- tbl_RecipeList.RecipeID,
- tbl_IngredientList.IngredientName
- tbl_MasterRecipe.Qty_Kg,

even when the following records are null or empty.
tbl_Pricelist.CostDollar, tbl_Pricelist.CostVersionID

Basically, tbl_recipelist and tbl_IngredientList supposed to have a distinct record (for example, 10 ingredients in a recipe) that I would like to pull all even if the CostDollar is null or 0.

The following is the query in the sample file:

SELECT tbl_RecipeList.RecipeID, tbl_IngredientList.IngredientName, tbl_MasterRecipe.Qty_Kg, tbl_Pricelist.CostDollar, tbl_Pricelist.CostVersionID, [Qty_Kg]*[CostDollar] AS [total Cost]

FROM tbl_CostVersion INNER JOIN (tbl_RecipeList RIGHT JOIN ((tbl_IngredientList INNER JOIN tbl_Pricelist ON tbl_IngredientList.[IngredientID] = tbl_Pricelist.[IngredientID]) INNER JOIN tbl_MasterRecipe ON tbl_IngredientList.IngredientID = tbl_MasterRecipe.IngredientID) ON tbl_RecipeList.RecipeID = tbl_MasterRecipe.RecipeID) ON tbl_CostVersion.CostVersion = tbl_Pricelist.CostVersionID

WHERE (((tbl_RecipeList.RecipeID)='4') AND ((tbl_Pricelist.CostVersionID)=2));


You can change the costversionID to 3 and 4 to see the difference in the result. (Use tbl_RecipeList.RecipeID ='4')
 

June7

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B data would be the dataset you want the query to build. If the query is not providing what you expect, then show us what you do want. Build a table in database or tables here in post with the tables tool.
 

plog

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B. Expected results of A. Show us what data you expect to end up with when you feed in the data from A.
I have 5 numbers (A data):

1
5
8
13
9

I expect my query to return this (B data):
36

Your database represents A, please show me the data (the data, the data, the data--not an explanation, but the data) you expect.
 

June7

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Okay, if I am understanding requirement correctly, cannot do with a single SELECT.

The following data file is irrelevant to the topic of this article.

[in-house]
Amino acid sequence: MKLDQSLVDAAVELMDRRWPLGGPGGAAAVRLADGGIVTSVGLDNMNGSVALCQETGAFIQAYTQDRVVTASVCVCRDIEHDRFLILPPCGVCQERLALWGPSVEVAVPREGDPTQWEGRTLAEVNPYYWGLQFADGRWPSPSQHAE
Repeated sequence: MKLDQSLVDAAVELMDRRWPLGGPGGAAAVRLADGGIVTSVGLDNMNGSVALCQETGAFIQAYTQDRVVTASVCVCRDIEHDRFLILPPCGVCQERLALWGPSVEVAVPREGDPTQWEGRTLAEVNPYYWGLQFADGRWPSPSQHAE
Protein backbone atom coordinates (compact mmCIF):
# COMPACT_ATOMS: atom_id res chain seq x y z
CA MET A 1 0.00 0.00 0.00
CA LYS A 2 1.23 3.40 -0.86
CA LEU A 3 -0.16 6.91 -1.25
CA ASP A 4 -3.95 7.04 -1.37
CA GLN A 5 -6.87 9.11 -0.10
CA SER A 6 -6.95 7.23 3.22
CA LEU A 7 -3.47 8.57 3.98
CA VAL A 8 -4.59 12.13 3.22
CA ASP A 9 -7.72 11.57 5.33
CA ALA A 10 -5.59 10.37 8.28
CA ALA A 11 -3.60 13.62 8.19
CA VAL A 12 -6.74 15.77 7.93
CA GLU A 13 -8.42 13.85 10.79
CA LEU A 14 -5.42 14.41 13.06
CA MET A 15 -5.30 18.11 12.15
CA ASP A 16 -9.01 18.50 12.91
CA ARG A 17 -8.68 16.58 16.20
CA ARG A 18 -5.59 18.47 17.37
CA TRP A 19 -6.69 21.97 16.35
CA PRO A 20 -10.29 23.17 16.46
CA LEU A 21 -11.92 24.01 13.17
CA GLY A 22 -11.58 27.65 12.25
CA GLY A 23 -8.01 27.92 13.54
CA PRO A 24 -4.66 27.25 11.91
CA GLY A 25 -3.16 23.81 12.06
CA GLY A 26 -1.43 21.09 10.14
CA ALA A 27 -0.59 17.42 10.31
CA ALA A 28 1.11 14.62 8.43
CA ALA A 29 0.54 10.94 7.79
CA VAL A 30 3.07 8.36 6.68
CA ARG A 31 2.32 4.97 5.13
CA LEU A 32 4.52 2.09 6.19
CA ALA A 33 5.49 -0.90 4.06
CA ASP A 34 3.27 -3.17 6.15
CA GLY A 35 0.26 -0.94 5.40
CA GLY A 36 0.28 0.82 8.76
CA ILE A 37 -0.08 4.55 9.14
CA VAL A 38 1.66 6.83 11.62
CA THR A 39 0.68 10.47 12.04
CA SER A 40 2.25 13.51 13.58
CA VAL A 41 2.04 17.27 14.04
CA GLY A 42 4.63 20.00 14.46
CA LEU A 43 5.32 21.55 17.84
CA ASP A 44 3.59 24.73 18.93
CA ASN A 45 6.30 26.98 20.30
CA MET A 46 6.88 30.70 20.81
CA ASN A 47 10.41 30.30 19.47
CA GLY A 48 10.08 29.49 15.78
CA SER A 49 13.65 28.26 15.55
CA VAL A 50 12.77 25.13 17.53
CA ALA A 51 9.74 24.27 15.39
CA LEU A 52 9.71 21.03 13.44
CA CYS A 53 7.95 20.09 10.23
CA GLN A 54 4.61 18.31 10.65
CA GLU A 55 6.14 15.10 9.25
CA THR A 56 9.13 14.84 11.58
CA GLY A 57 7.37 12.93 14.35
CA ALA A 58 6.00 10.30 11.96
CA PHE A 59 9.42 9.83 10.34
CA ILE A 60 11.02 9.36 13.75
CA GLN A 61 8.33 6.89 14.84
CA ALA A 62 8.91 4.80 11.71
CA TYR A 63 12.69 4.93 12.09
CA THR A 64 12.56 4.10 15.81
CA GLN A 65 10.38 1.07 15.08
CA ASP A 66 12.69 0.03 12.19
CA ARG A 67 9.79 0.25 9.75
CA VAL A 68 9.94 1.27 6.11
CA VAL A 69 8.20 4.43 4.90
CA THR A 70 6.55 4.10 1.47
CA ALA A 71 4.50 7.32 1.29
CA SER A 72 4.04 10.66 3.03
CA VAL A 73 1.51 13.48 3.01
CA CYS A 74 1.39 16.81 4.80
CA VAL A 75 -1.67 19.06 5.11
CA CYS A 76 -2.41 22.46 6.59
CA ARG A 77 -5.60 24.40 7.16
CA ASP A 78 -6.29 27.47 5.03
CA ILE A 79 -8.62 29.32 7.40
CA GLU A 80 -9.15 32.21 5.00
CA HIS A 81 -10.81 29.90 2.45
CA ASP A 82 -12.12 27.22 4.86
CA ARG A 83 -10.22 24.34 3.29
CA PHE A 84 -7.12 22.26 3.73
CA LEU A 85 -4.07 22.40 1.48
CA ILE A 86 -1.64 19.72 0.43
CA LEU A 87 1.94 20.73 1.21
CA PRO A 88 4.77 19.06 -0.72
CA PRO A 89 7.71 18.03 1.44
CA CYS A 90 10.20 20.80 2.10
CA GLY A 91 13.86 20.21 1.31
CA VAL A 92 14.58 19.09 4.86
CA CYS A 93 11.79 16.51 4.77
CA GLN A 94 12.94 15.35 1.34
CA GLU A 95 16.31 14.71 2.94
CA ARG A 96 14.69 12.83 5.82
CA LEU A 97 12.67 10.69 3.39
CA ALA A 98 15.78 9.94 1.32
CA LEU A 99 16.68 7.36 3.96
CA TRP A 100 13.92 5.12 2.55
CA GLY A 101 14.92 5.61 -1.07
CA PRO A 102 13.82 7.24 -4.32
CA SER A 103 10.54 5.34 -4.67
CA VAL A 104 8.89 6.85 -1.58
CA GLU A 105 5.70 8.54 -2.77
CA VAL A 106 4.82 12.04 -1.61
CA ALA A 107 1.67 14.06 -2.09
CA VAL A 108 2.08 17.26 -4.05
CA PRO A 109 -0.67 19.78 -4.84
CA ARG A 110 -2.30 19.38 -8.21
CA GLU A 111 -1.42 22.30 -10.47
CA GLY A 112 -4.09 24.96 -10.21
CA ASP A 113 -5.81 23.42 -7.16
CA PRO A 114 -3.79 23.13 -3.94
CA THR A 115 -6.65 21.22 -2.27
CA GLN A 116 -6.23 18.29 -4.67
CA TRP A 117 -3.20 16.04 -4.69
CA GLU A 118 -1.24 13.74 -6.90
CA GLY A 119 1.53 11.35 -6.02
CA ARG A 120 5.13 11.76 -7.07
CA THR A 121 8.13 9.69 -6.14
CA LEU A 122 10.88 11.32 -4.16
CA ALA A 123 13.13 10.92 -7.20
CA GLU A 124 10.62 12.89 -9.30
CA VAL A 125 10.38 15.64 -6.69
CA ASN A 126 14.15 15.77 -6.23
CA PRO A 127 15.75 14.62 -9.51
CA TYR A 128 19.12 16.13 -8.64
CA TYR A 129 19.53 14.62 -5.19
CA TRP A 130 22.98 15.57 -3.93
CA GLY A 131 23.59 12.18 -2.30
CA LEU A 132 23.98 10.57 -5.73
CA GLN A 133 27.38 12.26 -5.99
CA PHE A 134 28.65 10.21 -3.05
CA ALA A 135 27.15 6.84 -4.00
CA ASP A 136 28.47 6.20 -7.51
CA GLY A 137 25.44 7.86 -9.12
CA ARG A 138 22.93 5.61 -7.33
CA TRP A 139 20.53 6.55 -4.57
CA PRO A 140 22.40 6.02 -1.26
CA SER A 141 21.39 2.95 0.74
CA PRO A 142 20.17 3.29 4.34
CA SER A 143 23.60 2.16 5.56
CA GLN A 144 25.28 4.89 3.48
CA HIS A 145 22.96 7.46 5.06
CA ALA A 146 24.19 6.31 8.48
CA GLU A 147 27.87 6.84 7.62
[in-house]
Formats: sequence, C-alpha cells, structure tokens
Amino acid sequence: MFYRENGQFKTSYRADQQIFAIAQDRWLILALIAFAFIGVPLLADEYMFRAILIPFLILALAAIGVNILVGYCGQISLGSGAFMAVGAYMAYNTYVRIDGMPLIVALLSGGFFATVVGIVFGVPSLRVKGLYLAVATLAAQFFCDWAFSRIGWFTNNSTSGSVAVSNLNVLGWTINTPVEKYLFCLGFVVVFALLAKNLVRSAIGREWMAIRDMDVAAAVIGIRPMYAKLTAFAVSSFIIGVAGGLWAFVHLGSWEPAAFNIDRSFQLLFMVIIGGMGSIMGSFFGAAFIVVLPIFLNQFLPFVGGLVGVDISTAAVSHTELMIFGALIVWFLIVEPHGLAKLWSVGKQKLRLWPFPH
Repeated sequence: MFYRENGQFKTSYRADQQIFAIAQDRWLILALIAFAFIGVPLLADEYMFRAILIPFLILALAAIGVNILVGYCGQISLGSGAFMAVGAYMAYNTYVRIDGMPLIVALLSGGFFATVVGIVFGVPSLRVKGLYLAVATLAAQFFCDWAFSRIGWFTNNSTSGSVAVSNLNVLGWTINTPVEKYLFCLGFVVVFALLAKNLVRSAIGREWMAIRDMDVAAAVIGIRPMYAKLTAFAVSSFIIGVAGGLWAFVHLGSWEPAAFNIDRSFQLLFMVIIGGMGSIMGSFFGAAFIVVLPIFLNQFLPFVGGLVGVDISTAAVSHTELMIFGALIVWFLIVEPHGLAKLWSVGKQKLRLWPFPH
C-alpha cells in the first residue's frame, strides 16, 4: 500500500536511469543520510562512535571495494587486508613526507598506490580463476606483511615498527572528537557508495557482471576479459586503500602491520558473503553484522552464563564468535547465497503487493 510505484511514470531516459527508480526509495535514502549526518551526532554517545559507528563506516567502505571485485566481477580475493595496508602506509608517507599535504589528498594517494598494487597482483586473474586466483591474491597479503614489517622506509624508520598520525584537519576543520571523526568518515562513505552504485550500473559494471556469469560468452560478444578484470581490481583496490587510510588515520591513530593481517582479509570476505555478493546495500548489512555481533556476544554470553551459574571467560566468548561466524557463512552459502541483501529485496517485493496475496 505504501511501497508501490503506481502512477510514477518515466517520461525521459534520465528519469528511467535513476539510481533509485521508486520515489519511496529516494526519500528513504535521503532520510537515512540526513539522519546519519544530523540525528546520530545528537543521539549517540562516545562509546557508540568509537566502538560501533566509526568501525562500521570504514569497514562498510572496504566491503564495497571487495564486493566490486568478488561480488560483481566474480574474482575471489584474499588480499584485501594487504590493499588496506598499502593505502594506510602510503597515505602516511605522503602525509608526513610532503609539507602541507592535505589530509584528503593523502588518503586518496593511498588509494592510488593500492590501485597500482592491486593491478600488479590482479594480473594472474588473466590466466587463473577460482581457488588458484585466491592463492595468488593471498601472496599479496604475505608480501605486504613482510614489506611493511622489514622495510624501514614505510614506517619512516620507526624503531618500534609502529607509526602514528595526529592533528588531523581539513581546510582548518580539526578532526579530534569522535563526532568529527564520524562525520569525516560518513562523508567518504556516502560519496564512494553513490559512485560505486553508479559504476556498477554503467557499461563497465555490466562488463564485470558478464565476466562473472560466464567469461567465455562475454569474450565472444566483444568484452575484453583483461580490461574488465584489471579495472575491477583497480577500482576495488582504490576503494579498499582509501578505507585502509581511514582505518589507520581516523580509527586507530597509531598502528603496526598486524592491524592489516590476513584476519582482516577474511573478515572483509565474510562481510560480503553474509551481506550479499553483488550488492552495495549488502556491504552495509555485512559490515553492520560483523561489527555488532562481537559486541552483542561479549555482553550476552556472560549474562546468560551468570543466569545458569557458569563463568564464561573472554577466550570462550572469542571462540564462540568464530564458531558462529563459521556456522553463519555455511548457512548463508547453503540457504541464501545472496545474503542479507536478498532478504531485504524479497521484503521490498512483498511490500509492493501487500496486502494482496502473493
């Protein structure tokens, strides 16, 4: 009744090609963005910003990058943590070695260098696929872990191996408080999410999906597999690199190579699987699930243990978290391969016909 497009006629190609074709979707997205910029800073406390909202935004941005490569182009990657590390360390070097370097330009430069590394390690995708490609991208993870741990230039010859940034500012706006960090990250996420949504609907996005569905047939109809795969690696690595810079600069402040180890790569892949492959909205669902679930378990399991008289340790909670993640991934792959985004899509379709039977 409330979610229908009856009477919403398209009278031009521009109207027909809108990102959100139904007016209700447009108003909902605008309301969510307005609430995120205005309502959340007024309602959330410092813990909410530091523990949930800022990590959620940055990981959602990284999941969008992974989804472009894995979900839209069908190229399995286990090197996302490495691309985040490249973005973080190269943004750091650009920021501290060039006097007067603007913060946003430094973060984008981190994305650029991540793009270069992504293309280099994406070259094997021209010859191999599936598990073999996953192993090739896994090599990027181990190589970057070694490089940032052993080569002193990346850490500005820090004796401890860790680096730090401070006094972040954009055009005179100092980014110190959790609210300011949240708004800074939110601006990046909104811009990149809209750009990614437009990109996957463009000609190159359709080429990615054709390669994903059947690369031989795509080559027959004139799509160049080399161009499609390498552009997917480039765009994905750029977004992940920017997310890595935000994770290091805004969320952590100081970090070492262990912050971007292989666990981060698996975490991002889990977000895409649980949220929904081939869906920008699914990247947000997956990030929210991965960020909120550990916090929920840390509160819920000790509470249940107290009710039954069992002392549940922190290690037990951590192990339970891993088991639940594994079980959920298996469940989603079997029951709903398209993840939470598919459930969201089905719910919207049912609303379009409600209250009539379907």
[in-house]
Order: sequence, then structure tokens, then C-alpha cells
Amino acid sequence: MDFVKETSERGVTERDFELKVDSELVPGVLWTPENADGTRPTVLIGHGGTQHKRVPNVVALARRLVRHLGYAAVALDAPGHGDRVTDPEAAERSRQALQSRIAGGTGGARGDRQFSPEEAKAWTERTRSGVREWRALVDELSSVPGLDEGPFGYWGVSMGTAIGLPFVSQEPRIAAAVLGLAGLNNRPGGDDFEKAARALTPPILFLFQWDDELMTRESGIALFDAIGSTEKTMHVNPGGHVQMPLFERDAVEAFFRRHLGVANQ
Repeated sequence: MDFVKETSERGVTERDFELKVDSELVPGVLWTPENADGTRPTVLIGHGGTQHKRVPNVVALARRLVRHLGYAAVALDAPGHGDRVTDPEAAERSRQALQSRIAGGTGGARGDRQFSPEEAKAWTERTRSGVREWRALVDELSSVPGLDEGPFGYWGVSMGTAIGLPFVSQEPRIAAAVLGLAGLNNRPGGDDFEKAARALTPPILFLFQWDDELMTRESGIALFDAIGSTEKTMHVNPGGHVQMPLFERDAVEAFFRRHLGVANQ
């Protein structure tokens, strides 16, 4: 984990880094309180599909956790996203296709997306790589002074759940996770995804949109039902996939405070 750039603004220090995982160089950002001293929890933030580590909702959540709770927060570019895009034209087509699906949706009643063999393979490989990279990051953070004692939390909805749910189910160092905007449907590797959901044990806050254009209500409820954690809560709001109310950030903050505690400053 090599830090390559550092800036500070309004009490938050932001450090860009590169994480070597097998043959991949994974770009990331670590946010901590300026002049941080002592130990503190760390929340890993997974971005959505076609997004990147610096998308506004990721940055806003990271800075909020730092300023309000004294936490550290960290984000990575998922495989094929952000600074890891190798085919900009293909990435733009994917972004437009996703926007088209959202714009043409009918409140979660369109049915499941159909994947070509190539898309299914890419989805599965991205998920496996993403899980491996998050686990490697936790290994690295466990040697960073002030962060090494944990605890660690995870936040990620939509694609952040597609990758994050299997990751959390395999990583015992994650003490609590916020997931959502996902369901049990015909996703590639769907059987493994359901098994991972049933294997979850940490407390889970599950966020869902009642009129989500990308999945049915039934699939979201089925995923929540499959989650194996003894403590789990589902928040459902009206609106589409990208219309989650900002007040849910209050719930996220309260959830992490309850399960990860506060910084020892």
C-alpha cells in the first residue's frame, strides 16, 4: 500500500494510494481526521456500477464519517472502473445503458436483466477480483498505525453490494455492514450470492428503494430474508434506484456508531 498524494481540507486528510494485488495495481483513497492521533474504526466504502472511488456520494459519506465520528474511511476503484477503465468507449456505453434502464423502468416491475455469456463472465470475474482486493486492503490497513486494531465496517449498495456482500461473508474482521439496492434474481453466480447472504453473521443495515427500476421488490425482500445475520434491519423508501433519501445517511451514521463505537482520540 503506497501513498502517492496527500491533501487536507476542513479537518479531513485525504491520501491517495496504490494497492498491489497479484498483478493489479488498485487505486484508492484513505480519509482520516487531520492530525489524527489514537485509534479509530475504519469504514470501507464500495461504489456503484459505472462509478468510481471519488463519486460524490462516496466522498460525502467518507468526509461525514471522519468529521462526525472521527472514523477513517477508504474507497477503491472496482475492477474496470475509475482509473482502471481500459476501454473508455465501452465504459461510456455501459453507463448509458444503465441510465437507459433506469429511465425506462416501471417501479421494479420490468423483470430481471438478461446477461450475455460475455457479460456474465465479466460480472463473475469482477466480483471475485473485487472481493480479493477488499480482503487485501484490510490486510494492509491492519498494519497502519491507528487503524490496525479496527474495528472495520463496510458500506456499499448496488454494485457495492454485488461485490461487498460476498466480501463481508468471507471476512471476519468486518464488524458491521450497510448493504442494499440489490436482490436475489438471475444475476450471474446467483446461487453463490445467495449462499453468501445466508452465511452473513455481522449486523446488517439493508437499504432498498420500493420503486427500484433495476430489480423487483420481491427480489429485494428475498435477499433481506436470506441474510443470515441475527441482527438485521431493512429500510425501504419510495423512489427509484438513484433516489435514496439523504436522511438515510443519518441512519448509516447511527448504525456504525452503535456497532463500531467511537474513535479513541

Query1:
SELECT tbl_Pricelist.IngredientID, tbl_Pricelist.CostDollar, tbl_Pricelist.CostVersionID
FROM tbl_Pricelist
WHERE (((tbl_Pricelist.CostVersionID)=4));

Query2:
SELECT tbl_MasterRecipe.RecipeID, tbl_MasterRecipe.IngredientID, Query1.CostDollar, Query1.CostVersionID
FROM Query1 RIGHT JOIN (tbl_RecipeList INNER JOIN (tbl_IngredientList INNER JOIN tbl_MasterRecipe ON tbl_IngredientList.IngredientID = tbl_MasterRecipe.IngredientID) ON tbl_RecipeList.RecipeID = tbl_MasterRecipe.RecipeID) ON Query1.IngredientID = tbl_MasterRecipe.IngredientID
WHERE (((tbl_MasterRecipe.RecipeID)="4"));

Nested:
SELECT tbl_MasterRecipe.RecipeID, tbl_MasterRecipe.IngredientID, Query1.CostDollar, Query1.CostVersionID
FROM (SELECT tbl_Pricelist.IngredientID, tbl_Pricelist.CostDollar, tbl_Pricelist.CostVersionID
FROM tbl_Pricelist
WHERE (((tbl_Pricelist.CostVersionID)=4))) AS Query1 RIGHT JOIN (tbl_RecipeList INNER JOIN (tbl_IngredientList INNER JOIN tbl_MasterRecipe ON tbl_IngredientList.IngredientID = tbl_MasterRecipe.IngredientID) ON tbl_RecipeList.RecipeID = tbl_MasterRecipe.RecipeID) ON Query1.IngredientID = tbl_MasterRecipe.IngredientID